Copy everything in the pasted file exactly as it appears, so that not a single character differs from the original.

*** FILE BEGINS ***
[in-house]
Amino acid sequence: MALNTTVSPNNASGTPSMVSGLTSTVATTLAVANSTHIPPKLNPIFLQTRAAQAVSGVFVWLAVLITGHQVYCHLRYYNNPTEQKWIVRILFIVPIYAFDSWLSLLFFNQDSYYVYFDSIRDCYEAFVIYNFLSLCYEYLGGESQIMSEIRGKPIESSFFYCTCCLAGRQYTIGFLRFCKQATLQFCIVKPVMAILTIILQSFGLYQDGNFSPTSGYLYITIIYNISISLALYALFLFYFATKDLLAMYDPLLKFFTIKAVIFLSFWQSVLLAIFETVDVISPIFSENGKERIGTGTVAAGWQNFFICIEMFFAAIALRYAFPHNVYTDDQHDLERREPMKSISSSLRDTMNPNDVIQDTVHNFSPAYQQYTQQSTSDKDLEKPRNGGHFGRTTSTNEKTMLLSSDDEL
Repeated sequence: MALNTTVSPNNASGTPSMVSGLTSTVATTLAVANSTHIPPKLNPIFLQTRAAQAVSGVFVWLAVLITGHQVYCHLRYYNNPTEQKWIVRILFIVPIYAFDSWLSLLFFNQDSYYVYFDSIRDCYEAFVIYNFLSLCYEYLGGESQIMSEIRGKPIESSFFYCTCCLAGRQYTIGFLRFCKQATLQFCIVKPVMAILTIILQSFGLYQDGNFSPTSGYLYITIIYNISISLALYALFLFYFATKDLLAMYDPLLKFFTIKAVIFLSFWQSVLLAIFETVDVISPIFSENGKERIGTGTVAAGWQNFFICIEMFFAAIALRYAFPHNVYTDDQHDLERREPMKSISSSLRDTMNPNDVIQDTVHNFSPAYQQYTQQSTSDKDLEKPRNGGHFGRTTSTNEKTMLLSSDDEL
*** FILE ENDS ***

[in-house]
Amino acid sequence: MALNTTVSPNNASGTPSMVSGLTSTVATTLAVANSTHIPPKLNPIFLQTRAAQAVSGVFVWLAVLITGHQVYCHLRYYNNPTEQKWIVRILFIVPIYAFDSWLSLLFFNQDSYYVYFDSIRDCYEAFVIYNFLSLCYEYLGGESQIMSEIRGKPIESSFFYCTCCLAGRQYTIGFLRFCKQATLQFCIVKPVMAILTIILQSFGLYQDGNFSPTSGYLYITIIYNISISLALYALFLFYFATKDLLAMYDPLLKFFTIKAVIFLSFWQSVLLAIFETVDVISPIFSENGKERIGTGTVAAGWQNFFICIEMFFAAIALRYAFPHNVYTDDQHDLERREPMKSISSSLRDTMNPNDVIQDTVHNFSPAYQQYTQQSTSDKDLEKPRNGGHFGRTTSTNEKTMLLSSDDEL
Repeated sequence: MALNTTVSPNNASGTPSMVSGLTSTVATTLAVANSTHIPPKLNPIFLQTRAAQAVSGVFVWLAVLITGHQVYCHLRYYNNPTEQKWIVRILFIVPIYAFDSWLSLLFFNQDSYYVYFDSIRDCYEAFVIYNFLSLCYEYLGGESQIMSEIRGKPIESSFFYCTCCLAGRQYTIGFLRFCKQATLQFCIVKPVMAILTIILQSFGLYQDGNFSPTSGYLYITIIYNISISLALYALFLFYFATKDLLAMYDPLLKFFTIKAVIFLSFWQSVLLAIFETVDVISPIFSENGKERIGTGTVAAGWQNFFICIEMFFAAIALRYAFPHNVYTDDQHDLERREPMKSISSSLRDTMNPNDVIQDTVHNFSPAYQQYTQQSTSDKDLEKPRNGGHFGRTTSTNEKTMLLSSDDEL